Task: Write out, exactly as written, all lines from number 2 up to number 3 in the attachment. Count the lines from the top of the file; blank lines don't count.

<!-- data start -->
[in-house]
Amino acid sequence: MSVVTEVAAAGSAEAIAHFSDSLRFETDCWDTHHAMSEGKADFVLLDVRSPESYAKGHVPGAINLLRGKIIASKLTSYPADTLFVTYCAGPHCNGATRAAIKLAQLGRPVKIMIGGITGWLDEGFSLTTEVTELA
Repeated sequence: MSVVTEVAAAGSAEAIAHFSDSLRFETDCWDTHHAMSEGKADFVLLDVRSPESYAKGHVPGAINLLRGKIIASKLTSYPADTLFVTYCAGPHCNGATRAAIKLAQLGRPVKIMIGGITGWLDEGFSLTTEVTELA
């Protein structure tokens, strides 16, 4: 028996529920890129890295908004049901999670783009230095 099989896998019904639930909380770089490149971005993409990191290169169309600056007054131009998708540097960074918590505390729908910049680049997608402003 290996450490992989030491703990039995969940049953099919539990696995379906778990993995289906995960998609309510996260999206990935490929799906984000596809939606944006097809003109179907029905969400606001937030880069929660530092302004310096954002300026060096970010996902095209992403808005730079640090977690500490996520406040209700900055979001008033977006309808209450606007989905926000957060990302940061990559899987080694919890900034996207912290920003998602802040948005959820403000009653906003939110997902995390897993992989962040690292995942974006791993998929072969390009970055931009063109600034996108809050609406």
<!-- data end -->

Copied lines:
Amino acid sequence: MSVVTEVAAAGSAEAIAHFSDSLRFETDCWDTHHAMSEGKADFVLLDVRSPESYAKGHVPGAINLLRGKIIASKLTSYPADTLFVTYCAGPHCNGATRAAIKLAQLGRPVKIMIGGITGWLDEGFSLTTEVTELA
Repeated sequence: MSVVTEVAAAGSAEAIAHFSDSLRFETDCWDTHHAMSEGKADFVLLDVRSPESYAKGHVPGAINLLRGKIIASKLTSYPADTLFVTYCAGPHCNGATRAAIKLAQLGRPVKIMIGGITGWLDEGFSLTTEVTELA